At All Hours Plumbing, a big part of our residential plumbing services that we pride ourselves in is our ability to educate our clients. We may not be able to turn you into a certified member of the team, of course, but our plumbers are happy to explain and educate on all the work they may do around your home.
One area that many residents can do with a basic explanation in is the toilet. The toilet functions based on two primary parts: The bowl and the tank. In our last blog, we went over how the bowl works. Today, let’s look at the basic components and functions of the toilet tank.
Basics and Elements
Toilets use water pressure and the siphon effect to get rid of waste, and to do this, they need more pressure than what you’d find in a standard pipe. This is what the tank is important for: It holds enough water to be released into the system during a flush. The tank can take up to 60 seconds to fill, but is capable of draining in about three seconds when you flush – this is what creates the siphoning effect.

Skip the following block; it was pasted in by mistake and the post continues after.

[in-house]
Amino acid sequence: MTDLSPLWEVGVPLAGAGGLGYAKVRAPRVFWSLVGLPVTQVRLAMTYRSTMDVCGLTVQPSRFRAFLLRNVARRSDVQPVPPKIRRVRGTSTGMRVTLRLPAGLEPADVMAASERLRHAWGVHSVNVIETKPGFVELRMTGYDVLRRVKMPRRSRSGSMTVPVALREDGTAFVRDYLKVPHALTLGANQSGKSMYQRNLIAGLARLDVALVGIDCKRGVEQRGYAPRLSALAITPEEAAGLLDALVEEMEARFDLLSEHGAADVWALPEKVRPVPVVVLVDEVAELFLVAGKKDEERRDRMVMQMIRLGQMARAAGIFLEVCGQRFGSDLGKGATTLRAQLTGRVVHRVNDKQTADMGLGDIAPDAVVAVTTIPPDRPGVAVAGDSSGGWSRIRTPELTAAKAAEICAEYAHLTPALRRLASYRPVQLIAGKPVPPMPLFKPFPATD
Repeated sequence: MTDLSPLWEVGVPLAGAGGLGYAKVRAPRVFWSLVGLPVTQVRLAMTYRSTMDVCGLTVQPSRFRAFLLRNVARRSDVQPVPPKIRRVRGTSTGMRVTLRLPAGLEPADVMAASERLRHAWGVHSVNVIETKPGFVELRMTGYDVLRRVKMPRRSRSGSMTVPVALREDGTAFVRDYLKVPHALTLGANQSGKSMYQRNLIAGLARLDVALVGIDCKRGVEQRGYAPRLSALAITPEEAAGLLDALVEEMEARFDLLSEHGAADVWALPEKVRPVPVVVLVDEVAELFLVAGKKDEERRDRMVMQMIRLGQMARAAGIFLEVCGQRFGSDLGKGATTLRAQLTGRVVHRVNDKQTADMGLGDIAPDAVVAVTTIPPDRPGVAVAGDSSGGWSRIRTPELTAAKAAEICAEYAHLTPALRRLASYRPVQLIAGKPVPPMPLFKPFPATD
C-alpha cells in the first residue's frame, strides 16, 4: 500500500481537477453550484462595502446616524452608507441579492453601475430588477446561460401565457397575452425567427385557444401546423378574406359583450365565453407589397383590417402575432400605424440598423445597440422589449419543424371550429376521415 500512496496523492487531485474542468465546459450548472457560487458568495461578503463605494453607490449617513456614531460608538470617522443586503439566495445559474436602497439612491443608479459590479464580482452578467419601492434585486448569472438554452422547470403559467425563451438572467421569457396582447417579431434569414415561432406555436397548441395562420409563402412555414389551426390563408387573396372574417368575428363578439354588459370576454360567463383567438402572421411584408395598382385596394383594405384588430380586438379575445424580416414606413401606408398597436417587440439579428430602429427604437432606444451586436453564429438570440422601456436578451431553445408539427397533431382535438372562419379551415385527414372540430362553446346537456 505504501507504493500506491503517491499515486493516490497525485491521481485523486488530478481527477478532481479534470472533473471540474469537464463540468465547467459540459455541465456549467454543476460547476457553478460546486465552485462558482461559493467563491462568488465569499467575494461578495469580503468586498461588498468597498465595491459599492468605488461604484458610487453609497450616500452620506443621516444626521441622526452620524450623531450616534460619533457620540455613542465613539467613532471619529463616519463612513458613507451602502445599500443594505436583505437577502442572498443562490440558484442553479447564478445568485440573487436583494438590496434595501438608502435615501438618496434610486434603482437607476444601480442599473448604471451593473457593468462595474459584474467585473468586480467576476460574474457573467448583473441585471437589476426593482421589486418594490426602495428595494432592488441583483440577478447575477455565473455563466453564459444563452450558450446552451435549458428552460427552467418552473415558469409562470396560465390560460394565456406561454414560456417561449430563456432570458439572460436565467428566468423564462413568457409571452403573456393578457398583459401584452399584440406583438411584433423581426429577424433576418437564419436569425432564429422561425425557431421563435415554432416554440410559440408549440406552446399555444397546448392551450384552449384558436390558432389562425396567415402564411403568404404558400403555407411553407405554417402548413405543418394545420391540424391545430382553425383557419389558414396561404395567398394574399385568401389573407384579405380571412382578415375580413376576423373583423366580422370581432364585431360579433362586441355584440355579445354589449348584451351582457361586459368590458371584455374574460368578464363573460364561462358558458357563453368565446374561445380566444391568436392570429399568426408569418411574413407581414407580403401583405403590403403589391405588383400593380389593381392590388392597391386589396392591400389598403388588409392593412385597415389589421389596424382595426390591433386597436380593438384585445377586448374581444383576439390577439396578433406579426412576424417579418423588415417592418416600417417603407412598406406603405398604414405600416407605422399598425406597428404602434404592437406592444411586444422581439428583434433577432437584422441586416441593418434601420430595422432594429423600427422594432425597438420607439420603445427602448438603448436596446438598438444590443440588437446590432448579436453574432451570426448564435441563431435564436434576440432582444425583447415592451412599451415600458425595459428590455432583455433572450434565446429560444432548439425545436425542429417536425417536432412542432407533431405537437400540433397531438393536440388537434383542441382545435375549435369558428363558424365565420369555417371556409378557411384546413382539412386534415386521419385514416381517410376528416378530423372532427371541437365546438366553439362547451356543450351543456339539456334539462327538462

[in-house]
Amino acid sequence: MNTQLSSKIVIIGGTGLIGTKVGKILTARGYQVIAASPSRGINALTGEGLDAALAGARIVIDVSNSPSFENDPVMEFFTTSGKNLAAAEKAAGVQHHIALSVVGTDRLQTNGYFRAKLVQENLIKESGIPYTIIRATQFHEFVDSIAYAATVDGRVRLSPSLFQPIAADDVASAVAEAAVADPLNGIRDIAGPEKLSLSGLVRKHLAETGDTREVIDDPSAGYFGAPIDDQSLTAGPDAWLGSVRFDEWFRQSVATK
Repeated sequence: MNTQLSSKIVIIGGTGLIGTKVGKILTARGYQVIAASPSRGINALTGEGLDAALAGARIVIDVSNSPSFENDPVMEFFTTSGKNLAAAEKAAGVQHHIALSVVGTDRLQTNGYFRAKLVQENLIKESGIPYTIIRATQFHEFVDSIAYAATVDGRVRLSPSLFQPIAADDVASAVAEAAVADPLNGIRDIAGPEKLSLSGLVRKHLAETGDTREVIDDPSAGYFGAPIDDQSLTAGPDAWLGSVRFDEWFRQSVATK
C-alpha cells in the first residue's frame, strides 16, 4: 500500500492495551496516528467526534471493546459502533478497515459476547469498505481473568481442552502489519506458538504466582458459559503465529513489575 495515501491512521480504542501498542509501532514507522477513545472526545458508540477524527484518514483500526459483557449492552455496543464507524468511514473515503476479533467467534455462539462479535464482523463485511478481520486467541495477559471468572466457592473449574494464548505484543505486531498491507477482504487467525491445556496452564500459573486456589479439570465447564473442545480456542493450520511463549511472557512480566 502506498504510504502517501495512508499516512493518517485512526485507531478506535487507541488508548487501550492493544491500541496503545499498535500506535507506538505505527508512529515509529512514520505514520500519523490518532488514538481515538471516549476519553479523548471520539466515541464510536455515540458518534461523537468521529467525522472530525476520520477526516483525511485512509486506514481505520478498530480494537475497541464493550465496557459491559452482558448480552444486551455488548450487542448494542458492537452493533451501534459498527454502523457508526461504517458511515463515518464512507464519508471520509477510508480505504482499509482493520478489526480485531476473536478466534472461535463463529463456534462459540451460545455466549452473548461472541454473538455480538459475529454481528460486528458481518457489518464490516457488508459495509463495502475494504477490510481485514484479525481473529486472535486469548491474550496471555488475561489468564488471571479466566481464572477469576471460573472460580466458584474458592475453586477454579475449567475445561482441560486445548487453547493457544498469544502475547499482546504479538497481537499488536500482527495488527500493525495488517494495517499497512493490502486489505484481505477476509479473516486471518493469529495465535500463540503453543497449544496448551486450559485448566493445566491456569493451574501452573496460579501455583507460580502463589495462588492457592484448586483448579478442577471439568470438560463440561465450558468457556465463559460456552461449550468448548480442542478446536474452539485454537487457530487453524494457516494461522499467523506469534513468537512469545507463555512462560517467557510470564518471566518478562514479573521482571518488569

There are several distinct parts that make the toilet tank function correctly:
- Handle: The outer element of the tank that begins the flush when you press it.
- Handle arm: A pivoting arm attached to the handle from inside the tank.
- Chain: Connects the handle arm to the flapper.
- Flapper: A rubber piece that seals the drain hole between flushes.
- Flush valve: An item attached to the toilet tank flapper that holds the flapper open while water filters in.
- Drain hole: A piece that connects the bowl and the tank.
- Fill valve: A device designed to refill the tank and prepare for the next flush.
- Refill tube: A tube that sends water from the fill valve into the tank.
- Filler float/float ball: Items that tell the fill valve to turn on water when the tank is empty, or to turn off when it becomes full.
- Overflow tube: A failsafe tube in place in case there’s an issue with the float ball or a jam in the filler valve.
When you press the tank handle, the handle arm lifts up the chain, opening the flapper and activating the flush valve. This sends water rapidly into the bowl through the drain hole.
When the tank empties, the float ball lowers and tells the fill valve to begin refilling the tank again. Simultaneously, the flapper closes over the drain hole to seal it from the bowl as the tank fills to a predetermined level.
For more information on the toilet’s operations, or to find out about any of our other plumbing services, speak to the pros at All Hours Plumbing today.